Vector Tiles at OVRDC

Why Vector Tiles?

Visualizing large amounts of GIS data on a web map can prove difficult on lower end PCs and mobile devices. A GIS server is often used to alleviate this problem by pushing small static images, or tiles, to the browser instead of the raw data. However, maintaining the server, updating the data and the image tiles, and interacting with it in the browser can all prove challenging. At OVRDC we are meeting these challenges through the use of vector tiles.

Vector tiles have become a convenient way for OVRDC to host and visualize large GIS data sets online with relative ease – see our Block Group Explorer & Vehicle Crash Explorer web maps.

No longer bound by the limits of static images, vector tiles are compact enough to send raw data to the browser. This allows for interaction, meaning users can identify features or change a feature’s color or style by clicking on a map. OVRDC uses an mbtiles file to store vector tiles, which is simply an sqlite database. These can then be served through a variety of methods (see below) and visualized using Mapbox GL JS, OpenLayers, Tangram, Leaflet, and many other mapping libraries.

Below we outline our current method for creating, serving and visualizing vector tiles. This is a work in progress, so this post should be viewed as a dynamic document. It is not meant as a tutorial or guide, just a reference for others seeking to incorporate vector tiles into their work. For a detailed look at the technical aspects of vector tiles head over to this great video by Sam Matthews, a Mapbox employee. There is also a WikiPedia entry and a description of the open specification on the Mapbox website.

Desktop GIS > Vector Tiles > Web Maps

  1. Export GIS data from ArcMap (shapefiles or feature layers) to GeoJSON via esri2open or use the mapshaper command-line tool.
  2. Optionally export a csv file from the attribute table of the original data with searchable values and a unique ID, and convert to json via csv2json.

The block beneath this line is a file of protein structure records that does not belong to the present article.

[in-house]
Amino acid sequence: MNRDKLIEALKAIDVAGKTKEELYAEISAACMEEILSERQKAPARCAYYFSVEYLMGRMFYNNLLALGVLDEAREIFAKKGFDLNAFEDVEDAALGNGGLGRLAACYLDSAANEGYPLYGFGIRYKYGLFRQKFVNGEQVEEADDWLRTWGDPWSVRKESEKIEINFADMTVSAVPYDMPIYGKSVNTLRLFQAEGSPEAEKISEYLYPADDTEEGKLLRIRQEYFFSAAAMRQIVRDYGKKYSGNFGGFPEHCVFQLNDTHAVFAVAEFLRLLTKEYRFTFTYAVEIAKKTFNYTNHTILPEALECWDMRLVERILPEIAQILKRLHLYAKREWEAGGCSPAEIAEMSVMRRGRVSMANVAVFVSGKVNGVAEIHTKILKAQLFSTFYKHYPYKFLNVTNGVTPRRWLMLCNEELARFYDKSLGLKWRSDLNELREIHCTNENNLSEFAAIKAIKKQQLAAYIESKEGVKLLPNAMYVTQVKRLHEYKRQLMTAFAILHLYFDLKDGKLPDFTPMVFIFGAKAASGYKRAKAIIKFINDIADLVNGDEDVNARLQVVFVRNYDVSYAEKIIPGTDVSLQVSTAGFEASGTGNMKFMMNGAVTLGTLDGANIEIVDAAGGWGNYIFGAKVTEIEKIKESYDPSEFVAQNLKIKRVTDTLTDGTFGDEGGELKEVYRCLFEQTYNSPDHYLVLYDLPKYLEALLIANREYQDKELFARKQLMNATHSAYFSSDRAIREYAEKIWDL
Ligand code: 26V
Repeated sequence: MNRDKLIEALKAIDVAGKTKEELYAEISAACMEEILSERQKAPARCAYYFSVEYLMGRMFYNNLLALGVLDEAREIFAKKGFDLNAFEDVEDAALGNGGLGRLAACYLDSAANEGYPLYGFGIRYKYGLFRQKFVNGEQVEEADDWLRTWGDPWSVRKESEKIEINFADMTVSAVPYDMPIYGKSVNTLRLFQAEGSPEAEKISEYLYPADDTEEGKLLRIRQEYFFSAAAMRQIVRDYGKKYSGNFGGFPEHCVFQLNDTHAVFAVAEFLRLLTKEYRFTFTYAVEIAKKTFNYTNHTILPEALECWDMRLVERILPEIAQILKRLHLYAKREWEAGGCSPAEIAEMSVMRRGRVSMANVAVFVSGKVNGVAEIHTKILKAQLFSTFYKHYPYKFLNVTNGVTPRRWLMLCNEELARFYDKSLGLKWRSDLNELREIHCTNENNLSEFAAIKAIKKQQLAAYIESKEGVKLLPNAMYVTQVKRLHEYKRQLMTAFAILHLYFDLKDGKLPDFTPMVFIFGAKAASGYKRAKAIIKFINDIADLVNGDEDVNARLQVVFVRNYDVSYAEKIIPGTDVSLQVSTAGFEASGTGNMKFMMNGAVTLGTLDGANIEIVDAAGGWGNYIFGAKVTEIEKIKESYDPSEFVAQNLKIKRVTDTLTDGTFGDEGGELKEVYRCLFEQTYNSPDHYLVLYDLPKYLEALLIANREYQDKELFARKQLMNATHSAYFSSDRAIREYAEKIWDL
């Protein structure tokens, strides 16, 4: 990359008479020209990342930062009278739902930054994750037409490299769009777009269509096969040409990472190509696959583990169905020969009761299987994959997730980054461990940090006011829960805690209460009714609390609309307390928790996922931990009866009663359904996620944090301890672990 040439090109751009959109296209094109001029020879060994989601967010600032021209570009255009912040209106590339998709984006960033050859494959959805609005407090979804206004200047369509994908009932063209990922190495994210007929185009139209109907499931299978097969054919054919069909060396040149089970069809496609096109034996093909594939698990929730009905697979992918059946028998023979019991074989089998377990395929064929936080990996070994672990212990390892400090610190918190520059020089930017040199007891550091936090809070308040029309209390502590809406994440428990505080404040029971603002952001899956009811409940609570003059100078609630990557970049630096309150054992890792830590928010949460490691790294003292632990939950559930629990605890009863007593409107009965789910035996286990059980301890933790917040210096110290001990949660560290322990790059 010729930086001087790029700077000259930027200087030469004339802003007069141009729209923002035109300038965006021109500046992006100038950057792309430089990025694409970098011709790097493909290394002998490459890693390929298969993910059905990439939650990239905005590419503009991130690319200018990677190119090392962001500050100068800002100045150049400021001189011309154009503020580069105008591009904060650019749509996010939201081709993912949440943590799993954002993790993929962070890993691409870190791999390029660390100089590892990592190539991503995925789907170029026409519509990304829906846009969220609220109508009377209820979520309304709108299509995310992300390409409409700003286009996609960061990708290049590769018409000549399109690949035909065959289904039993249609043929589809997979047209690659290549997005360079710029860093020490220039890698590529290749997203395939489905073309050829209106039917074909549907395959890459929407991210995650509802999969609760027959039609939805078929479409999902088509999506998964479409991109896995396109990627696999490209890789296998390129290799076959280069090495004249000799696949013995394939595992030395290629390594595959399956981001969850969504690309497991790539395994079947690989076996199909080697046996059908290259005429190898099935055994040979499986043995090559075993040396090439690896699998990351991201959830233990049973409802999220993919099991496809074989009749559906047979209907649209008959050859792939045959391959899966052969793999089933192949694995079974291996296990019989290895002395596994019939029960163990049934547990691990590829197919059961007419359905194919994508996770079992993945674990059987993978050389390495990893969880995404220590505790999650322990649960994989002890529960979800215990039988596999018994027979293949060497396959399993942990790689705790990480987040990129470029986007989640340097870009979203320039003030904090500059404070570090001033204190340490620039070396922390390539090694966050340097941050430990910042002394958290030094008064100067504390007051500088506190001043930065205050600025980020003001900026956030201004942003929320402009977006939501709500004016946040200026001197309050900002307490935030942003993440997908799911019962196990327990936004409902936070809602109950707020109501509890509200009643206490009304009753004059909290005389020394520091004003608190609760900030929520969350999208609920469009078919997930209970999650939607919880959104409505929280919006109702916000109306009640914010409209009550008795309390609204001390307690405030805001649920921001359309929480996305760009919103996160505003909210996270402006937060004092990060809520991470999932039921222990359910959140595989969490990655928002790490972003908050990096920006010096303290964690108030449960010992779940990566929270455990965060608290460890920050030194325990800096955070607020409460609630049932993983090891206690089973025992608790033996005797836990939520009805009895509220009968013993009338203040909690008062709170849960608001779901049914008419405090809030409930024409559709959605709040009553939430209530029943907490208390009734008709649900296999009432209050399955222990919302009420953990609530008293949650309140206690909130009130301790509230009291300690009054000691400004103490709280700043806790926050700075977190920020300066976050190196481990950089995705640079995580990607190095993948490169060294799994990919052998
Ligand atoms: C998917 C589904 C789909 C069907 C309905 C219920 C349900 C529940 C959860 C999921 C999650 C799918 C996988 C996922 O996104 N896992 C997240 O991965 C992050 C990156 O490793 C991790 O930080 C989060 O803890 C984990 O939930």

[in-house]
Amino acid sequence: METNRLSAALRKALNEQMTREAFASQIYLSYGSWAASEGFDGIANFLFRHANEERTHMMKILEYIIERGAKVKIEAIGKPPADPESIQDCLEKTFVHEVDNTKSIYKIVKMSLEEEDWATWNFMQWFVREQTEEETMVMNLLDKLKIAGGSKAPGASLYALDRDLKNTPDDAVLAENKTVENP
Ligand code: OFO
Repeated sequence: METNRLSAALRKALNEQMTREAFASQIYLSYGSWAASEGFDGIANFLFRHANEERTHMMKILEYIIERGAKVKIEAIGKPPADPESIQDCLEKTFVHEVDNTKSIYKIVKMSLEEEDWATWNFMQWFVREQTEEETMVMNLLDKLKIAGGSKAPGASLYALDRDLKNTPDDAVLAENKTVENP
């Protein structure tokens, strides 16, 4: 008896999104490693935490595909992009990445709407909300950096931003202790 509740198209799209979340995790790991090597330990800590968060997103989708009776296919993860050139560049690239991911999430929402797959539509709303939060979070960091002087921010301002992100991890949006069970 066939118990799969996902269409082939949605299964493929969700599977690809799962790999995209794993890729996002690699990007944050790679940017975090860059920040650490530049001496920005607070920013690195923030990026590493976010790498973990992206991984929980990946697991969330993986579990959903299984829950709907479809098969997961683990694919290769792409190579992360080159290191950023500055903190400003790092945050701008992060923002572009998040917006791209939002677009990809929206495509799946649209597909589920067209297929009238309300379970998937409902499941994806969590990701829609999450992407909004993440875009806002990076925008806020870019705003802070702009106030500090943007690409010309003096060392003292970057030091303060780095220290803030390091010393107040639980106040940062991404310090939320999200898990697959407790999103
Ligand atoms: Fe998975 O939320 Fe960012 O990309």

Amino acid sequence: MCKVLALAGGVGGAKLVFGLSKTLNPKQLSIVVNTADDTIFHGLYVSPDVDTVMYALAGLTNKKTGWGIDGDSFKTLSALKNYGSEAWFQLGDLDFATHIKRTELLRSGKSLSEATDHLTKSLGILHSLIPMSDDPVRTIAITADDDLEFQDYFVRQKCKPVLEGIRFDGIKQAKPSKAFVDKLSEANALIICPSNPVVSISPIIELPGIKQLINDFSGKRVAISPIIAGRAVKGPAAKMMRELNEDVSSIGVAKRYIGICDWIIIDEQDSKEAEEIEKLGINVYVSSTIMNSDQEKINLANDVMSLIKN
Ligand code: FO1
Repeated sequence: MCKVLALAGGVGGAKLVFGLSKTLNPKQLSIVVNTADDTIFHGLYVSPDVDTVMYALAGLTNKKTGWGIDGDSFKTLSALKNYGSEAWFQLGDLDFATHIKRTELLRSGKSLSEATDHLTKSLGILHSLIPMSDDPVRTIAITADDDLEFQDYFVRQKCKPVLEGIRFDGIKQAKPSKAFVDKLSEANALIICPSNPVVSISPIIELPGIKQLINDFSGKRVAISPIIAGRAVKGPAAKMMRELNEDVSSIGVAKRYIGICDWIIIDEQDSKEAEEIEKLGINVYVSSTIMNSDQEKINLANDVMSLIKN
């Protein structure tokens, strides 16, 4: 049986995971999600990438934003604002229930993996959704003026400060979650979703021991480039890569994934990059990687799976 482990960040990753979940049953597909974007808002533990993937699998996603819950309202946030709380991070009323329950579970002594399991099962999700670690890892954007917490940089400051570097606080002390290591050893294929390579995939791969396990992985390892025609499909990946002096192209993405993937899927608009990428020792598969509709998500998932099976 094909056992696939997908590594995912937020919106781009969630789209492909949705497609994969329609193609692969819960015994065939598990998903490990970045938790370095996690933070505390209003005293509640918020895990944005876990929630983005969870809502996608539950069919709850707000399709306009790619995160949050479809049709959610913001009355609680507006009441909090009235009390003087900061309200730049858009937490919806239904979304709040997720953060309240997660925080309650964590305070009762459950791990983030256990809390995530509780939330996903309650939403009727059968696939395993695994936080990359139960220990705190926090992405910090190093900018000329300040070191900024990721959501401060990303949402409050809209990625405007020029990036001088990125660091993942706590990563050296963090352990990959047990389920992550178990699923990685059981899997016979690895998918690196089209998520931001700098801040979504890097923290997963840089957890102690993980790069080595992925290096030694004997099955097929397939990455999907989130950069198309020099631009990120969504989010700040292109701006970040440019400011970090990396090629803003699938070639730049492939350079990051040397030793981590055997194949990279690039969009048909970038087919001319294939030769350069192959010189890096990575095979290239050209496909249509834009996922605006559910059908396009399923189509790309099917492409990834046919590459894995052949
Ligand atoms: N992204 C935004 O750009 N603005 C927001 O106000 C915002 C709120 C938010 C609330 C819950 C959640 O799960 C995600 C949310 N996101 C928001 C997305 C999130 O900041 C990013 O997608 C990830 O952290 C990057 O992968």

3. Transfer the GeoJSON to a Linux or Mac (in our case Ubuntu 16.10) and convert the GeoJSON to vector tiles via tippecanoe. – UPDATE 10/17/2017 – We are now using Bash on Windows to enable tippecanoe on Windows 10.
  4. Copy the mbtiles file to a vector tile server (in our case a Digital Ocean droplet running Ubuntu 16.04 and the mbtiles-server behind NGINX).
  5. Style the data with Mapbox GL JS and serve the maps on a normal web server via static HTML, CSS and JavaScript.

Steps 3, 4 and 5 could be automated server-side by simply copying the raw data onto the server, then have the server watch for new files in that directory, do the conversions and copy/overwrite the mbtiles file to the server data folder. The server could also copy/overwrite the geojson to an ‘available downloads’ folder so that users could have access to the raw data if they want and if the client wants.

Note: Vector tiles are a lossy version of the geography.

Vector Tile Server Comparison

mbtiles-server node-js (OVRDC is using a modified version)

Parcel Viewer Example

Early Index Page Example
Needs links to previews, attributes of the data, and more…

Serves vector and raster tiles from mbtiles file. This is the server that The Gartrell Group highlighted in their 2016 article “A Vector Tile Server for All”. OVRDC is currently running this server on the smallest Digital Ocean instance – 512 MB/1 core Ubuntu 16.04, NGINX, Node-JS, following Tobin Bradley’s example.

Questions still to be answered:

What capabilities can the Node server provide?
How do these align with what counties want in a web map (parcel or anything else) viewer?
Print Support?
Export as shapefile/geojson/etc?
Export attributes as CSV?
Static Image?
Others??

Tileserver GL (Tileserver-GL-light) & Tileserver PHP

Parcel Viewer Example – Built I (Tileserver PHP)

Index Page Built In (Tileserver PHP)

These applications serve vector and raster tiles from mbtiles. Tileserver GL can optionally render raster tiles from vector tiles via pre configured styles, and generate high-res static images. OVRDC has tried the Tileserver-GL-Light and had some success. It comes with predefined OpenMapTiles styles and offers a more robust server package then the mbtiles-server we are current using. Look for updates on this project in a future post.

OVRDC also has the php version installed on our Apache web server at the link above. The performance of vector tile unpacking from the mbtiles file is not very good. The ortho image examples are on the server as raw folders and files, not mbtiles. The poor vector tile performance may be due to the server cpu, limited memory, or a problem with the php implementation, not sure. It is running on a shared Cent OS Apache server with 512 MB of memory.

GeoServer – OVRDC has tried this on a very limited basis

GeoServer, written in Java, can render and serve cached or on the fly raster and vector tiles from a PostGIS database, shapefiles and other sources. Vector tiles are only possible with a proprietary Boundless plugin or an open source plugin by a Salzburg Research. GeoServer requires a much more powerful server than either the mbtiles-server or the tileserver-gl-light options mentioned above.

Other Vector Tile Server Options

There are a wide variety of GIS server options, these are two that have caught our attention at OVRDC.

Tegola

Generates vector tiles on the fly from PostGIS, written in GO.

Tilestache – Not updated in over 2 years

Serves raster tiles from mbtiles, generates raster and vector tiles on the fly.

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